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Odaat

Do Arithmatic in <string> {case} Evaluations?

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I've gotten a simple string case evaluation to work, but when I try any kind of arithmatic it just evaluates to 0:

This works:<String>Fuel Burn: %((A:NUMBER OF ENGINES, NUMBER))%{case}%{:4}%((A:Eng4 fuel flow GPH,gallons per hour))%{:1}%((A:Eng1 fuel flow GPH,gallons per hour))%{end}%!4.0d</String>This Doesn't:<String>Fuel Burn: %((A:NUMBER OF ENGINES, NUMBER))%{case}%{:4}%((A:Eng4 fuel flow GPH,gallons per hour)4*)%{:1}%((A:Eng1 fuel flow GPH,gallons per hour))%{end}%!4.0d</String>

Note the only difference is that I've tried to multiply Eng4 fuel flow by 4Any suggestions?Thank youPaul

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Hi,Try:%((A:Eng4 fuel flow GPH,gallons per hour) 4 *)% May be there were some spaces missing?Jan

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That did it; thanks! Are there some rules posted in the SDK or anywhere else as to where spaces are needed in an evaluation?

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That did it; thanks! Are there some rules posted in the SDK or anywhere else as to where spaces are needed in an evaluation?
None that I've ever found... However, if you think about it a bit, it's really common sense to use spaces to separate words, operators, and numbers in a sentence; which is all XML script is anyway! :( Imeanhowhardisittoreadthissentencewithoutspacestoseparatethewordsfromeachother? :(

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None that I've ever found... However, if you think about it a bit, it's really common sense to use spaces to separate words, operators, and numbers in a sentence; which is all XML script is anyway! :( Imeanhowhardisittoreadthissentencewithoutspacestoseparatethewordsfromeachother? :(
And they say reverse polish notation (postfix, or Yoda speak) was a good thing in XML... Not to use blatant sarcasm, I think it would have been so much better if it used octal to aid in the comprehension. This said, there is a tool to convert infix to postfix in the SDK - that seems to avoid this kind of outer space (or was that spaced out?) nonsense :->Etienne

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and I thought Fortran was unforgiving! Anyway here is the completed code. Thought I'd throw it in here in case anyone struggled with spaces as long as I did. Fuel Burn and Fuel Range in nm based on number of engines:

			<Element>				<Position X="180" Y="180"/>				<FormattedText X="150" Y="16" Bright="Yes" Length="150" Font="Arial" FontSize="14" LineSpacing="16" Color="#CD8DC5">				<String>Fuel Burn: %((A:NUMBER OF ENGINES, NUMBER))%{case}				%{:4}%((A:Eng1 fuel flow GPH,gallons per hour) (A:Eng2 fuel flow GPH,gallons per hour) (A:Eng3 fuel flow GPH,gallons per hour) (A:Eng4 fuel flow GPH,gallons per hour) + + +)				%{:3}%((A:Eng1 fuel flow GPH,gallons per hour) (A:Eng2 fuel flow GPH,gallons per hour) (A:Eng3 fuel flow GPH,gallons per hour) + +)				%{:2}%((A:Eng1 fuel flow GPH,gallons per hour) (A:Eng2 fuel flow GPH,gallons per hour) +)				%{:1}%((A:Eng1 fuel flow GPH,gallons per hour))%{end}%!4.0d gph</String>				</FormattedText>			</Element>			<Element>				<Position X="180" Y="195"/>				<FormattedText X="150" Y="16" Bright="Yes" Length="150" Font="Arial" FontSize="14" LineSpacing="16" Color="#CD8DC5">				<String>Fuel Range: %((A:NUMBER OF ENGINES, NUMBER))%{case}				%{:4}%((A:Eng1 fuel flow GPH,gallons per hour) (A:Eng2 fuel flow GPH,gallons per hour) (A:Eng3 fuel flow GPH,gallons per hour) (A:Eng4 fuel flow GPH,gallons per hour) + + + 60 / (A:FUEL TOTAL QUANTITY, gallon) r / 60 / (A:GPS Ground Speed, knot) *)				%{:3}%((A:Eng1 fuel flow GPH,gallons per hour) (A:Eng2 fuel flow GPH,gallons per hour) (A:Eng3 fuel flow GPH,gallons per hour) + + 60 / (A:FUEL TOTAL QUANTITY, gallon) r / 60 / (A:GPS Ground Speed, knot) *)				%{:2}%((A:Eng1 fuel flow GPH,gallons per hour) (A:Eng2 fuel flow GPH,gallons per hour) + 60 / (A:FUEL TOTAL QUANTITY, gallon) r / 60 / (A:GPS Ground Speed, knot) *)					%{:1}%((A:Eng1 fuel flow GPH,gallons per hour) 60 / (A:FUEL TOTAL QUANTITY, gallon) r / 60 / (A:GPS Ground Speed, knot) *)%{end}%!03d! nm</String>				</FormattedText>			</Element>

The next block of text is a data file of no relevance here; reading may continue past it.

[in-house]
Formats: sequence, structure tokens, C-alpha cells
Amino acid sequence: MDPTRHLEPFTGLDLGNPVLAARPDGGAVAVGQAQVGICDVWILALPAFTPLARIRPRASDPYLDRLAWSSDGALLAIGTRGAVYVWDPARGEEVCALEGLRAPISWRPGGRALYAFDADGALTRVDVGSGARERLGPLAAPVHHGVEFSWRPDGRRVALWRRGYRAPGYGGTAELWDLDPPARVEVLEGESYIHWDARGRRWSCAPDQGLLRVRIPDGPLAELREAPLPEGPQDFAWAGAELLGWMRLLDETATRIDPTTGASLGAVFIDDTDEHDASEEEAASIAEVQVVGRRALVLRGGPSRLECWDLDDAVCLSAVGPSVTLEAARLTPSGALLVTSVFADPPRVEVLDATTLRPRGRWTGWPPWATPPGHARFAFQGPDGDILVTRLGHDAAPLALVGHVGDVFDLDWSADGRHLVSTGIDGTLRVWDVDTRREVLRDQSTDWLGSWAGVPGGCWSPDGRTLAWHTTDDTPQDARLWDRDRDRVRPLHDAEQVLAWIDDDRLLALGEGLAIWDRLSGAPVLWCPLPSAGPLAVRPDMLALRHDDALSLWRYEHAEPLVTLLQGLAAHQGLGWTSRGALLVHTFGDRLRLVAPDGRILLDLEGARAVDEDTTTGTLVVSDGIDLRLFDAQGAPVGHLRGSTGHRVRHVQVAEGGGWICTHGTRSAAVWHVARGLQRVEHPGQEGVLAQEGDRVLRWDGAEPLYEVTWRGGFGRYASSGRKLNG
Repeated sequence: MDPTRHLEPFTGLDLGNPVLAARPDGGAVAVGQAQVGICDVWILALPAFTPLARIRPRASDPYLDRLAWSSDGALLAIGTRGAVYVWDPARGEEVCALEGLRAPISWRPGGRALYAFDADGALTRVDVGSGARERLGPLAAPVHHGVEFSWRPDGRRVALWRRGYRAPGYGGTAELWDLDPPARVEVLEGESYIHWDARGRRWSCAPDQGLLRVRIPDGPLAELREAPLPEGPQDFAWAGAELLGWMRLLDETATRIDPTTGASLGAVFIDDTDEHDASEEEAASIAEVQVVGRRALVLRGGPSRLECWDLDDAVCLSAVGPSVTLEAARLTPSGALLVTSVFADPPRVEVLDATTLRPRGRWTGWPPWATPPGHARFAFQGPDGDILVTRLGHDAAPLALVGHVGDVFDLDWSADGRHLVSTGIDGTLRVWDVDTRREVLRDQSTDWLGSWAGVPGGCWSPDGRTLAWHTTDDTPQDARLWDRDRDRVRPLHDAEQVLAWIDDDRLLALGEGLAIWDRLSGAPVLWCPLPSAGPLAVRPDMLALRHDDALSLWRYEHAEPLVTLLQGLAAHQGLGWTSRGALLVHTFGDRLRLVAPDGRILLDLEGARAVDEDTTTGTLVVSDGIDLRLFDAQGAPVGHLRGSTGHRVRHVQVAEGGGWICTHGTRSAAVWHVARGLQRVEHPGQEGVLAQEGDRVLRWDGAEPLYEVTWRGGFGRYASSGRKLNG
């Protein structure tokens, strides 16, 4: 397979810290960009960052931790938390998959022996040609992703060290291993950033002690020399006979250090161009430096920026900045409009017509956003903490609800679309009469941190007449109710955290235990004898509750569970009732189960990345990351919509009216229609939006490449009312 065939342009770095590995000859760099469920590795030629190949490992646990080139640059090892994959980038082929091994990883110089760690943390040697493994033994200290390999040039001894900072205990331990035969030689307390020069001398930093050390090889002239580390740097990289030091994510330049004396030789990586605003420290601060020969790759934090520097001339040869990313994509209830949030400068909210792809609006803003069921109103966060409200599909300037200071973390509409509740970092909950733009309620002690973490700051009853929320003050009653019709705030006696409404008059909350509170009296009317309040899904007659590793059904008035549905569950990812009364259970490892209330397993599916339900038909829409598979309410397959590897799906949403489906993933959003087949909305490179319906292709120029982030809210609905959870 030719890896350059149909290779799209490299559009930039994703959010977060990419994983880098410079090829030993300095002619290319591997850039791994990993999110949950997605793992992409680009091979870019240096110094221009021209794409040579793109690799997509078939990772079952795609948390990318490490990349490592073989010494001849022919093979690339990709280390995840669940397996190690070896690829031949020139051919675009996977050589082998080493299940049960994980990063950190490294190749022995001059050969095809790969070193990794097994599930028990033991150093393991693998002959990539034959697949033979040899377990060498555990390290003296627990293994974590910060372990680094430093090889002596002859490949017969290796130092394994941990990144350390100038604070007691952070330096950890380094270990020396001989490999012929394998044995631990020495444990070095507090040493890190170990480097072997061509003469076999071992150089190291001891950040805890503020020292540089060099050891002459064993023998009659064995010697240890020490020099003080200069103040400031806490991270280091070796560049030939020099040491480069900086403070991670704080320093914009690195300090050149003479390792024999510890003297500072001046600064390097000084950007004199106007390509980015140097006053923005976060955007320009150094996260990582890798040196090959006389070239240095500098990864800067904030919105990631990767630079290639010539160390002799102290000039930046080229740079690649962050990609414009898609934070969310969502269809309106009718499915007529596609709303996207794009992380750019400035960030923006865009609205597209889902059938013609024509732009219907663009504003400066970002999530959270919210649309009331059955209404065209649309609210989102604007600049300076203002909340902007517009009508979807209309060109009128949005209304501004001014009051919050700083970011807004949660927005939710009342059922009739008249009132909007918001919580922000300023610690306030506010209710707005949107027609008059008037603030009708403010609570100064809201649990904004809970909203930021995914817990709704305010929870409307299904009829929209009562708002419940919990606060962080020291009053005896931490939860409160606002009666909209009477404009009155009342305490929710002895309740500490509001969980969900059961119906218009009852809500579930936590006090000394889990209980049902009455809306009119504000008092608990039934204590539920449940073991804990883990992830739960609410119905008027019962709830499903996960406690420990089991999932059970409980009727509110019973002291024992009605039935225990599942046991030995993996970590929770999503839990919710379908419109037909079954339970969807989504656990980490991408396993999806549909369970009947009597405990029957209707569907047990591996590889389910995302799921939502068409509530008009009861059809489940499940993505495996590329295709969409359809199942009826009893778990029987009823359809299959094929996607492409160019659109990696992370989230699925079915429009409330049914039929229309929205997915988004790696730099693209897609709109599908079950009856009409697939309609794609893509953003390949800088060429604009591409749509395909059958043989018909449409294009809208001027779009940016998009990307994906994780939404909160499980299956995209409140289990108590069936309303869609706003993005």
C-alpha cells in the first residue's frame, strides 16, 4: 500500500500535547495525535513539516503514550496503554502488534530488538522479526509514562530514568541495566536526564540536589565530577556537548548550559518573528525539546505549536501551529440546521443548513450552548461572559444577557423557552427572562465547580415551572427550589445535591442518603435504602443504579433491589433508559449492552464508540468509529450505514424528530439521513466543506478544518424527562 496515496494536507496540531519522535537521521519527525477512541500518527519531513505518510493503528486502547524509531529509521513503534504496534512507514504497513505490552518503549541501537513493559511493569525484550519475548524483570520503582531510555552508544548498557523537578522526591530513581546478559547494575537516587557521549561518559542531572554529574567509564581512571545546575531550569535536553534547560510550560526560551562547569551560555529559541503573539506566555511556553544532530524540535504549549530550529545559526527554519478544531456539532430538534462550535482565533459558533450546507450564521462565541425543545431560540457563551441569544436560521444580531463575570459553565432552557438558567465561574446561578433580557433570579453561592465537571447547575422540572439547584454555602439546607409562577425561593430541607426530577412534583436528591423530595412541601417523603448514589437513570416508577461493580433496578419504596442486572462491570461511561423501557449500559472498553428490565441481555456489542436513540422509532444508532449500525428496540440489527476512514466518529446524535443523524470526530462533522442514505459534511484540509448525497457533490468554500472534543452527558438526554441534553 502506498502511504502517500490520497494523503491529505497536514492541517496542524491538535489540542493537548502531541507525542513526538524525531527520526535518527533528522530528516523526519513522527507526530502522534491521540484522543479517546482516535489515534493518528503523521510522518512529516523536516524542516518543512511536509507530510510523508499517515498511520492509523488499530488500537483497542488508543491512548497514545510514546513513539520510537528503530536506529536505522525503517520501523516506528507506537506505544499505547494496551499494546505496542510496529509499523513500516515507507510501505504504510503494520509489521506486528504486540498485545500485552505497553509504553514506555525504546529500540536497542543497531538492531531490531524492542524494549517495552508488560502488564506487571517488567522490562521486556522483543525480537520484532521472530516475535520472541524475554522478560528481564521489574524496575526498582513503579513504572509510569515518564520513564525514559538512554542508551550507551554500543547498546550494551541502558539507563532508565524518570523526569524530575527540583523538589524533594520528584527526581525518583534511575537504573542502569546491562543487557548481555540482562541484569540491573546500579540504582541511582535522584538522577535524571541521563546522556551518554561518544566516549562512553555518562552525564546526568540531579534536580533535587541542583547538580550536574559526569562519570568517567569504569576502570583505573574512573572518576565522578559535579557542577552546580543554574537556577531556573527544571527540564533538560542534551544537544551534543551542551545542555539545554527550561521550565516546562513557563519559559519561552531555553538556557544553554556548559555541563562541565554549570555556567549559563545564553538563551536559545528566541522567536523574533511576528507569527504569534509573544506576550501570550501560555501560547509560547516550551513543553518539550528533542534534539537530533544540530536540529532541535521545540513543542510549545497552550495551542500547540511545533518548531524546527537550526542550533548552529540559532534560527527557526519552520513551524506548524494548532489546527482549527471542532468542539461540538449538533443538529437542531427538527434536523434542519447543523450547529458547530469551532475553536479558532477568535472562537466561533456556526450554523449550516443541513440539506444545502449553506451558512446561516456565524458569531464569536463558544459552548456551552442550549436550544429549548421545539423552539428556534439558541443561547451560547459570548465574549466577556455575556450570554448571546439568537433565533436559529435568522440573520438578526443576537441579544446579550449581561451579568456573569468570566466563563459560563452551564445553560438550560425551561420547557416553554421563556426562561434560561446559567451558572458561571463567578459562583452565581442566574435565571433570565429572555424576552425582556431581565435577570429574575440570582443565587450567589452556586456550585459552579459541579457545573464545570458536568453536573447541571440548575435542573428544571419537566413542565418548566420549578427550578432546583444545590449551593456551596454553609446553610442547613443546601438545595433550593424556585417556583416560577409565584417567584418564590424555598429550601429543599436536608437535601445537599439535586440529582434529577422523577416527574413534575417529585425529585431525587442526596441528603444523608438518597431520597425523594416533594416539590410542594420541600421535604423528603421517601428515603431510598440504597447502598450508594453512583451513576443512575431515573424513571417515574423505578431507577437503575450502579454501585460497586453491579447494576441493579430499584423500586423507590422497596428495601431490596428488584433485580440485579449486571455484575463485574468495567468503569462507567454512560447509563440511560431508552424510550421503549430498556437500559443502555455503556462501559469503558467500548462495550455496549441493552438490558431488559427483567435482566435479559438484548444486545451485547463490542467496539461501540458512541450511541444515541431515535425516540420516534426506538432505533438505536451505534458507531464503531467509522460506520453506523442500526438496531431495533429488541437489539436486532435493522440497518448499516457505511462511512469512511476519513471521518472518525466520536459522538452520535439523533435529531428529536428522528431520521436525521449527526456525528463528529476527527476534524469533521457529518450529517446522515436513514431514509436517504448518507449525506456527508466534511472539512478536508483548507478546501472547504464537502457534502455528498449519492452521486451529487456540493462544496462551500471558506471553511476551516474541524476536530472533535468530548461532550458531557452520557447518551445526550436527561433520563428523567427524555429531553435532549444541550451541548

No doubt there is a more elegant way to do this, nevertheless, it works. Thanks for the help, guys.

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And they say reverse polish notation (postfix, or Yoda speak) was a good thing in XML... Not to use blatant sarcasm, I think it would have been so much better if it used octal to aid in the comprehension. This said, there is a tool to convert infix to postfix in the SDK - that seems to avoid this kind of outer space (or was that spaced out?) nonsense :->Etienne
Actually FS XML team didn't make the choice for rpn just to complicate gauge programmers, but because it's a very efficient way to handle a scriptying system like the one used in XML code. Most of complex arithmetic and logical operations can be managed with a bunch of very simple low level functions that use rpn method, something that wouldn't be possible with the standard infix notation.Tom

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